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Supercomputing Jet Noise for a Quieter World

Researchers at the University of Minnesota are using Argonne supercomputers to to look for new ways to reduce the noise produced by jet engines. Among the loudest sources of human-made noise that exist, jet engines can produce sound in excess of 130 decibels. “The University of Minnesota team developed a new method based on input-output analysis that can predict both the downstream noise and the sideline noise. While it was thought that the sideline noise was random, the input-output modes show coherent structure in the jet that is connected to the sideline noise, such that it can be predicted and controlled.”

HPC Reveals Glacial Flow

In this special guest feature from Scientific Computing World, Robert Roe looks at research from the University of Alaska that is using HPC to change the way we look at the movement of ice sheets. “The computational muscle behind this research project comes from the UAF’s Geophysical Institute which houses two HPC systems ‘Chinook’, an Intel based cluster from Penguin Computing and ‘Fish’ a Cray system installed in 2012 based on the Cray XK6m-200 that uses AMD processors.”

Job of the Week: Visualization Specialist at Pawsey Centre in Australia

The Pawsey Supercomputing Centre in Australia is seeking a Visualization Specialist in our Job of the Week. “As a member of the Data and Visualization team at the Pawsey Supercomputing Centre, the Visualization Specialist will support services related to visualization including providing guidance, expert advice and helping users in designing and implementing analysis and visualization workflows.”

Podcast: Mapping DNA at Near-Atomic Resolution with Cryo-EM

In this podcast, Berkeley Lab’s Eva Nogales describes how her team is using a new imaging technology that is yielding remarkably detailed 3-D models of complex biomolecules critical to DNA function. Using cryo-electron microscopy (cryo-EM), Nogales and her colleagues have resolved the structure at near-atomic resolutions of a human transcription factor used in gene expression and DNA repair.

Mapping the Brain with the Theta Supercomputer

Researchers are using the Theta supercomputer at Argonne to map the intricate layout of brain neurons. “The basic goal is simple — would like to be able to image all of the neurons in the brain — but the datasets from X-rays and electron microscopes are extremely large,” said Doga Gursoy, assistant computational scientist in the X-Ray Science Division of Argonne’s Advanced Photon Source. They are at the tera- and petabyte scales. So we would like to use Theta to build the software and codebase infrastructure in order to analyze that data.”

Entering the Era of Simulation Driven Design

In this special guest feature, Robert Roe from Scientific Computing World reports from the European Altair Technology Conference and finds that simulation-driven design is taking center stage for the CAE industry. “Jim Scapa from Altair noted that Scapa noted that big data and the cloud will continue to play a significant role in the development and consumption of software and that manufacturing methods and materials science would continue to drive innovations – particularly in areas such as additive manufacturing and the design of composites.”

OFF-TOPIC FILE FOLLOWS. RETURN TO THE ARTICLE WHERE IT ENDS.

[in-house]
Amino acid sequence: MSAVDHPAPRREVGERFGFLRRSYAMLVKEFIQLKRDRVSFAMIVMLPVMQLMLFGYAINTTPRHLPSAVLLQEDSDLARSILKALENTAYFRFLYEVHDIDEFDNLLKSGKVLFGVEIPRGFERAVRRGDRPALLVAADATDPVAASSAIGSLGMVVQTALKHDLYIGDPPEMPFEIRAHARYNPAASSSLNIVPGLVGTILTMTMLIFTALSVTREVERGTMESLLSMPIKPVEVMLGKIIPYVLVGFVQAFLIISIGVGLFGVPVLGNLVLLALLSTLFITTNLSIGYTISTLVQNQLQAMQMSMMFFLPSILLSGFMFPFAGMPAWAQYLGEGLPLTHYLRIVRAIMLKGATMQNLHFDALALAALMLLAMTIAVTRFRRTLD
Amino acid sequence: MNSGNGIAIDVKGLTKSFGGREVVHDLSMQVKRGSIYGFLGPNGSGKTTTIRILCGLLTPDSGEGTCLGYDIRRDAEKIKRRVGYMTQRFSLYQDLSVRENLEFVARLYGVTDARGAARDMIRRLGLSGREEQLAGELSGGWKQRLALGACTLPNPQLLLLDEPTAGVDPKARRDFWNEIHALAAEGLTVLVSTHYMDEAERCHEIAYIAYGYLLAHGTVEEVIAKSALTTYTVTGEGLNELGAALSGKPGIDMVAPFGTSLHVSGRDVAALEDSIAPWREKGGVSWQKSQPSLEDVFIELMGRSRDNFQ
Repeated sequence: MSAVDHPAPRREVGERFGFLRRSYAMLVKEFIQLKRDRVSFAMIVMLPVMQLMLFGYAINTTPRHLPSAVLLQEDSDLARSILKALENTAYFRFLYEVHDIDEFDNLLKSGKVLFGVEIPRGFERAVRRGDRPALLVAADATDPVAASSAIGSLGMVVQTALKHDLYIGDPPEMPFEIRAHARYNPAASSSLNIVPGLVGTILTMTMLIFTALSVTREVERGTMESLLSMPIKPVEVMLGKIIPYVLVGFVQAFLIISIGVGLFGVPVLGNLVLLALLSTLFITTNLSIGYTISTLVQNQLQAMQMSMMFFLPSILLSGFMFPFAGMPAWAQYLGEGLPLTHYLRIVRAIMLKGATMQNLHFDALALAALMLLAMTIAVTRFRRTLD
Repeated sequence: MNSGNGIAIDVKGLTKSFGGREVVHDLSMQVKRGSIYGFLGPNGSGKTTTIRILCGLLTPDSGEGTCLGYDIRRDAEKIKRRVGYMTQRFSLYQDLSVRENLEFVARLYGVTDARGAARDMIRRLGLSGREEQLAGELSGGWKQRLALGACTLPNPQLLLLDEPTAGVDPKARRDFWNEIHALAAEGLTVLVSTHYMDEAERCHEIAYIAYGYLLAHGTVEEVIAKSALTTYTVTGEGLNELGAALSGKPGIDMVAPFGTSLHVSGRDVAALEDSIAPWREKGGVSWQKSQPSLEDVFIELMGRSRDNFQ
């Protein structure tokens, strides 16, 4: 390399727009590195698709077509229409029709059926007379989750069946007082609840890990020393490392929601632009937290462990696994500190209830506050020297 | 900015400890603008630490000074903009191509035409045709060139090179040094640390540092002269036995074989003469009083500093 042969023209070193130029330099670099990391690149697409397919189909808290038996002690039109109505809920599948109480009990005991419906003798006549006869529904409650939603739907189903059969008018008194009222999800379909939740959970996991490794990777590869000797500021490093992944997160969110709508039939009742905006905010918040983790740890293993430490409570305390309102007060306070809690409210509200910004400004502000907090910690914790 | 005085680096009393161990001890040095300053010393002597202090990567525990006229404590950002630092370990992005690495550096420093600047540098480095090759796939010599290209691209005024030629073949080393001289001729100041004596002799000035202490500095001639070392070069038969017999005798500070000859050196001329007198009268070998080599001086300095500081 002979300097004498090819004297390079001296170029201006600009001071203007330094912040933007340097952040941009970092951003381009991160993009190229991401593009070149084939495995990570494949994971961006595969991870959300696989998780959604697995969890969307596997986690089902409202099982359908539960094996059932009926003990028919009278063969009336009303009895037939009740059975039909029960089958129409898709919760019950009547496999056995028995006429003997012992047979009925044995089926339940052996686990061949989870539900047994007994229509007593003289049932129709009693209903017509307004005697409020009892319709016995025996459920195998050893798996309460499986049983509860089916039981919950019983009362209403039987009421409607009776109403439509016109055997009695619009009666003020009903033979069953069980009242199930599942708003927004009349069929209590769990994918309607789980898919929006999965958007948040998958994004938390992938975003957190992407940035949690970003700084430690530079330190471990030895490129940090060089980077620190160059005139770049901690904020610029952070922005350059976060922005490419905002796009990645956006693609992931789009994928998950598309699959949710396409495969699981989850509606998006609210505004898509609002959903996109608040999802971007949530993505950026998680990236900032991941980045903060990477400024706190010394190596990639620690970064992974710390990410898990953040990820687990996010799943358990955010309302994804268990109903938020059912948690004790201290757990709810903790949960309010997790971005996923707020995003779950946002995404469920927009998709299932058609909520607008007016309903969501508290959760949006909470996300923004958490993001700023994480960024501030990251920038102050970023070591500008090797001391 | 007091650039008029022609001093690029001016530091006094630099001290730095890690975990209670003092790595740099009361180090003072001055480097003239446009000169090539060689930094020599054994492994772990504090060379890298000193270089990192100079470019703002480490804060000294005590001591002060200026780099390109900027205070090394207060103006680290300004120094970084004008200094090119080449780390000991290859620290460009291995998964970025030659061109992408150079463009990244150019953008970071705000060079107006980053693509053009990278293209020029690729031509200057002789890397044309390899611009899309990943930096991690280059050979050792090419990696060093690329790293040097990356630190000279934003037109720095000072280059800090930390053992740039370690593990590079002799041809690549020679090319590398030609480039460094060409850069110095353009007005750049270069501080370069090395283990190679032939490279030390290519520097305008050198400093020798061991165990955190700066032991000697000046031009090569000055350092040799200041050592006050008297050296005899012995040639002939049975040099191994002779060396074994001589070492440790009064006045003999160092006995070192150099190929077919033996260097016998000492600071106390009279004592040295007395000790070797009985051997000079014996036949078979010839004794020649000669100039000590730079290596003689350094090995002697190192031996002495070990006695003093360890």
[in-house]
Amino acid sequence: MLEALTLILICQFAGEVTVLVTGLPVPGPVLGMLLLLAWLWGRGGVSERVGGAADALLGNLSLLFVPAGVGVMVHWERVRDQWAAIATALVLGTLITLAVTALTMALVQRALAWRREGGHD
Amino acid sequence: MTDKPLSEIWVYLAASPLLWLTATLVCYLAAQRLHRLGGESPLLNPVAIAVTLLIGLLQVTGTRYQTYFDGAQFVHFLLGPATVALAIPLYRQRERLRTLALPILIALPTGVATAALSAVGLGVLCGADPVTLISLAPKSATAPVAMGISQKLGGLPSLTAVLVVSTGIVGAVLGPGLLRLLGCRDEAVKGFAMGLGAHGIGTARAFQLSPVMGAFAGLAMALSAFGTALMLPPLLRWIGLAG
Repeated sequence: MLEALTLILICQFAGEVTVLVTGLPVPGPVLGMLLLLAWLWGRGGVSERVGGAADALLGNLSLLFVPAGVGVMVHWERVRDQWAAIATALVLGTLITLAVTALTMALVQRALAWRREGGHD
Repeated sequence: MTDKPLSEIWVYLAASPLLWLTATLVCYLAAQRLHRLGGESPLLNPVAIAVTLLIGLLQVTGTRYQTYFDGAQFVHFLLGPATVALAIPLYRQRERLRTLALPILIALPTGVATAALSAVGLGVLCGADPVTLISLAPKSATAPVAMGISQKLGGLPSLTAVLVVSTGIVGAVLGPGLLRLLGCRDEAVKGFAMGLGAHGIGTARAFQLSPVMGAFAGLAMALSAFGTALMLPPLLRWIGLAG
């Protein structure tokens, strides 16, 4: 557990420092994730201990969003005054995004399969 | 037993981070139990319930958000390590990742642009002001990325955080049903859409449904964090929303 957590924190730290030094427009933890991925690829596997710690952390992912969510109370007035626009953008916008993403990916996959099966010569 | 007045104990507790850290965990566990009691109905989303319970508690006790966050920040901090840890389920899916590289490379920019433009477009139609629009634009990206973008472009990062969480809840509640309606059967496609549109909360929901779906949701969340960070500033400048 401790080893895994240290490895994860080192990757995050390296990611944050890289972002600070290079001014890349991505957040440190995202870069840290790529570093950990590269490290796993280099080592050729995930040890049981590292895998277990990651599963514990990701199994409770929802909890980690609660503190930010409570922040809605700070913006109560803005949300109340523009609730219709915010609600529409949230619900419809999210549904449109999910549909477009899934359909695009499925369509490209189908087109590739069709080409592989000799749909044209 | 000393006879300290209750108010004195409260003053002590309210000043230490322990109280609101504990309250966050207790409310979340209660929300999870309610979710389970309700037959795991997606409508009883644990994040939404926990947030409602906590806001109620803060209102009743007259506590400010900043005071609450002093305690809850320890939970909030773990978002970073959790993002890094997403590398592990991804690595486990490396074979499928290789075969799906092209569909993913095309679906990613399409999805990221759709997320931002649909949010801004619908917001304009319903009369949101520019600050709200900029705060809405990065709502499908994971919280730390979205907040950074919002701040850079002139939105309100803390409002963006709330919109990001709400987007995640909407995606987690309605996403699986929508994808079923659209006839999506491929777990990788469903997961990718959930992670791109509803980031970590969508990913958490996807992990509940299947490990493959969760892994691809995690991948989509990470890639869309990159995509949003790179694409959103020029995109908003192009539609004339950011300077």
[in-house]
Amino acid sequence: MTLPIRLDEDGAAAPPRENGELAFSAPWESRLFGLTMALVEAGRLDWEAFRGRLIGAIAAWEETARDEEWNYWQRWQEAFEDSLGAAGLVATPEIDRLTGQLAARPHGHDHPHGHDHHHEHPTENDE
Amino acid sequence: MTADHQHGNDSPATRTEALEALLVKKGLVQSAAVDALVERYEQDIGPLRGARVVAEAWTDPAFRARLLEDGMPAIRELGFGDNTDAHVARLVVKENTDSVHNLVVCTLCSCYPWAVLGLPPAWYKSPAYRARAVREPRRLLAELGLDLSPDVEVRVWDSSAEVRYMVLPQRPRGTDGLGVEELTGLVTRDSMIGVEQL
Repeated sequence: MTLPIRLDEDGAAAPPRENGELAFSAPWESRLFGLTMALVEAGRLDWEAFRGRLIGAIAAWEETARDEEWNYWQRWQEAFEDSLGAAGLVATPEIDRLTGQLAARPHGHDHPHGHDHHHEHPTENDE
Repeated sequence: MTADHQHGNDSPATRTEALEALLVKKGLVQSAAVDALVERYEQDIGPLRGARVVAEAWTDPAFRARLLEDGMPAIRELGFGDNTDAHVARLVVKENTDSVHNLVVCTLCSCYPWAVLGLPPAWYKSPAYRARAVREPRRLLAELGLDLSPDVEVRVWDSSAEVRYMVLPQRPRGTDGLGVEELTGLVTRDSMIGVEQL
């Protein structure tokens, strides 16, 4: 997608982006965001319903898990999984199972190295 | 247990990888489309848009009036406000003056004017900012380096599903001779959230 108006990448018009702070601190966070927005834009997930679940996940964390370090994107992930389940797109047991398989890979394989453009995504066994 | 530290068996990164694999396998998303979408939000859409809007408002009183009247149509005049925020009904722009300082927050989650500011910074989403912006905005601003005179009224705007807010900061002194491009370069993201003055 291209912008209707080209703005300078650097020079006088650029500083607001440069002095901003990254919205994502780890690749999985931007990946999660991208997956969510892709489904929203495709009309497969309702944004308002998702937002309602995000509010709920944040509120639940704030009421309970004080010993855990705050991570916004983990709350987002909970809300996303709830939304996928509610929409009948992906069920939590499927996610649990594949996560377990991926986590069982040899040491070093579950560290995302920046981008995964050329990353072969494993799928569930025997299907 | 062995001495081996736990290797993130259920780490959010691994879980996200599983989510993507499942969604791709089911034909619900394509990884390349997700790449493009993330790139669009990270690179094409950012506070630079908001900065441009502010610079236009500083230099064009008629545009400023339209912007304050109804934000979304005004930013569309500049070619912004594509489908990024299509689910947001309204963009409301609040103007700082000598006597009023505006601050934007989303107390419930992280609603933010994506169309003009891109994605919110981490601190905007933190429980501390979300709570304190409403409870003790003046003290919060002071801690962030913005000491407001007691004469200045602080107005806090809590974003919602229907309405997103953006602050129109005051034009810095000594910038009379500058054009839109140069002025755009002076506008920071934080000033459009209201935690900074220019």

HPC Challenges in Simulating the World’s Most Powerful Tornados

“What makes this work significant is the use of supercomputing resources to produce simulations of supercells where data is saved with extremely high spatial and temporal resolution, and the use of visualization techniques (such as volume rendering and trajectory clouds) to produce video that exposes the highly variable flow features that occur throughout the life of the simulated storms. Some of these simulations contain long lived tornadoes producing near-surface winds exceeding 300 mph.”

Call for Participation: GTC 2018 in San Jose

The GPU Technology Conference (GTC 2018) has issued their Call for Participation. The event takes place March 26-29 in San Jose, California. “Don’t miss this unique opportunity to participate in the world’s most important GPU event, NVIDIA’s GPU Technology Conference (GTC 2018). Sign up to present a talk, poster, or lab on how GPUs power the most dynamic areas in computing today—including AI and deep learning, big data analytics, healthcare, smart cities, IoT, HPC, VR, and more.”

X2 Firebird CAE Software Comes to Rescale HPC Cloud

Today Rescale announced plans to offer X2 Firebird CAE software on the company’s ScaleX cloud HPC platform. X2 Firebird will be deployed as the first on-demand, cloud-only numerical simulation software for scientists and engineers on Rescale. X2 Firebird leverages the latest in systems programming and parallel computing, enabling real-time team collaboration on complex technical projects. This […]

Canada’s Biggest Radio Telescope to use CoolIT Systems Liquid Cooling

With support from CoolIT Systems with a custom Direct Liquid Cooling solution, the CHIME telescope will map out the entire northern sky each day, aiming to constrain the properties and evolution of Dark Energy over a broad swath of cosmic history. “The liquid cooled system consists of 256 rack-mounted General Technics GT0180 custom 4u servers housed in 26 racks managed by CoolIT Systems Rack DCLC CHx40 Heat Exchange Modules. The custom direct contact cooling loops manage 100% of heat generated by the single Intel Xeon E5 2620v3 CPUs and the Dual AMD FirePro S9300x2 GPUs, while simultaneously pulling heat from the ambient air into the liquid coolant loops.”